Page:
Much like the happiness drug soma in the book Brave New World, the citizens in this show take (what I assume to be) depressants or sedatives or some kind to remain calm. When citizens are happy, they are less likely to rebel, which keeps the status quo going. It wouldn’t be so bad if they actually needed the pills – both in Brave New World and Psycho-Pass.

The reason people are taking these drugs isn’t because they’re sick.It’s because of the Sibyl System. So now there’s a group of people who are so obsessed with passing Hue Checks that they just leave everything to stress care medication. Shougo said it best…we need stress to live. Cortisol (a hormone released during times of stress) is good for you in medium-sized doses to keep your body going and maintain alertness. You will do worse on a test if feel no stress than if you feel a little bit nervous. So while eliminating stress keeps you from going cuckoo – it can put you in a catatonic state. Those meds are either really strong, or being heavily abused to be so potent as to cause heart failure. Are people really that desperate? In the process of doing that, they get addicted, and probably don’t even remember why they were taking the drugs in the first place. I like how the Sibyl System has SO MANY ramifications in so many different areas of society. I doubt “stress care” is the only special, medical treatment for people who want to keep out of trouble from Sister Sibyl.

Now, you can either choose to get medical treatment to stay sane, use mental willpower, or go full out psycho and murder people. Oryo goes for option C. She has no problem killing people in the most eerily serene manner, and every scene with her in it doesn’t hold back in showing that side of her. I originally thought Shougo just did all this for his own whimsical enjoyment, but he may have more of an agenda than that. He badmouths the current state of society and hates how people live their lives under the Sibyl System. Perhaps he’ll be the one to try and actually change things. It would be easier for him to find potential criminal clients if there wasn’t a constant scanner finding them and scooping them up before he can assist them. Not that such a thing has stopped him thus far. It would just make things go a lot smoother. Shougo, Oryo and Guseong…I love them all. Hail to the villains of Psycho-Pass!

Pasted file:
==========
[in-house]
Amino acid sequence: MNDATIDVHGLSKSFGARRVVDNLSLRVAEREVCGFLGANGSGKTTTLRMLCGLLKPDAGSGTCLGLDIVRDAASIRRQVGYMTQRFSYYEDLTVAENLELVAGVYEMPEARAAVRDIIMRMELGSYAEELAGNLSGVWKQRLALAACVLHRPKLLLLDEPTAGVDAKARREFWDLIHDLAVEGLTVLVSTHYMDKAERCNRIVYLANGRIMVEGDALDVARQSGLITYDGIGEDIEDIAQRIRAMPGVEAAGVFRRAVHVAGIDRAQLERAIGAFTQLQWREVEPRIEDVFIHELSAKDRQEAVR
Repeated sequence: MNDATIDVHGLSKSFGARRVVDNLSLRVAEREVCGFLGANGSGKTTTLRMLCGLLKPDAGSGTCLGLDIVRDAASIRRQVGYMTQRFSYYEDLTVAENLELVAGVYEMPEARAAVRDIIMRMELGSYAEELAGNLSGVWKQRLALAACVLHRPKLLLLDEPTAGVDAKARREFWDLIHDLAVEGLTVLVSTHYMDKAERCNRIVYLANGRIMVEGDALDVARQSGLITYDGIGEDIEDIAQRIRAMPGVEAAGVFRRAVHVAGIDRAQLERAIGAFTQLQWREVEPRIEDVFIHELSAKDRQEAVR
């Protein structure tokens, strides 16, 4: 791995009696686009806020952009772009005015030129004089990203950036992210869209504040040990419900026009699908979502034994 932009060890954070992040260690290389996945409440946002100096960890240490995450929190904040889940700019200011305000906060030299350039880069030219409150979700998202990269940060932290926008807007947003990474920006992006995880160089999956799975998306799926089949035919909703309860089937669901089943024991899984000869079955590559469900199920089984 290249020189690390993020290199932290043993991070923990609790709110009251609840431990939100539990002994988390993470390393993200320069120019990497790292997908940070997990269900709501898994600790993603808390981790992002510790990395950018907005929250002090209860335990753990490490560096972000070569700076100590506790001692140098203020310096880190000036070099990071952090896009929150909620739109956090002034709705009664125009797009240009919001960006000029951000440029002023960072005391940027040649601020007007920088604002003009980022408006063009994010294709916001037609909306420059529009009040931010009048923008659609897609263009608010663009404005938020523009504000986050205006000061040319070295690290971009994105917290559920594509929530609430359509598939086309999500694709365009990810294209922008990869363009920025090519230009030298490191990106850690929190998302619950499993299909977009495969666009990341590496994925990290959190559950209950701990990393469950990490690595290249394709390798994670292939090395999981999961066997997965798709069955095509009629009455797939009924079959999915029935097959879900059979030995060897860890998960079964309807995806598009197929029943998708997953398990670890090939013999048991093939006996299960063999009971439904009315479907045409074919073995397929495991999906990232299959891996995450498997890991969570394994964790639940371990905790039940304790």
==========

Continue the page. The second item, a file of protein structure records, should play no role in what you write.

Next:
Bonus Sculptures: Show ▼

The creepiness was cranked up this week by quite a few notches. I wouldn’t even call them notches anymore. More like entire full rotations of the dial all the way up to “EXTREME PSYCHOPATH.” I wasn’t so fond of Oryo at first because she seemed like a flat character who was only defined by her artistic murderers, but she’s got quite the personality and motivation under all that. I’m surprised that they built her up so much to the point where we knew her exact ideology behind her artwork and got to see gratuitous footage of her…ahem..artistic process. Now that’s my kind of fanservice. I was grinning ear to ear by the end of the episode when we finally see some live bait writhe in fear – not yet immortalized through plastination. The terror! Her lack of emotion! Her joy in cutting up bodies! I take everything back – Oryo is incredibly batty and a wonderful character. Even Shougo’s helper didn’t want to stick around for the main event because he doesn’t like blood.

Do these sweatpants make my butt look big? Good. Gotta show off this hot booty to keep people reading and watching.


A neuroscience graduate, black belt, and all-around nerd. You'll either find me in my lab or curled up in my rilakkuma kigurumi watching anime.
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7 Responses to “Psycho-Pass – 07”

  1. BlackBriar says:

    The anime gets more disturbing every episode. Maybe I should start watching this at night with the lights off. Damn, Rikako is sick. A psychotic lesbian murderess that charms girls, kills them, sleeps with their corpses, dismembers them and reassembles the bodies into art to place in the public. That’s beyond creepy and yuri necrophilia. OC, we need a diagnosis on this girl. Her insanity and sophistication makes for a potent combination and makes me think of her as a combination of Yuno Gasai and Avatar’s Princess Azula (If Azula was into girls, that is). Being daddy’s little girl, her desire for revenge makes sense. The Sibyl system basically took her father’s will for living.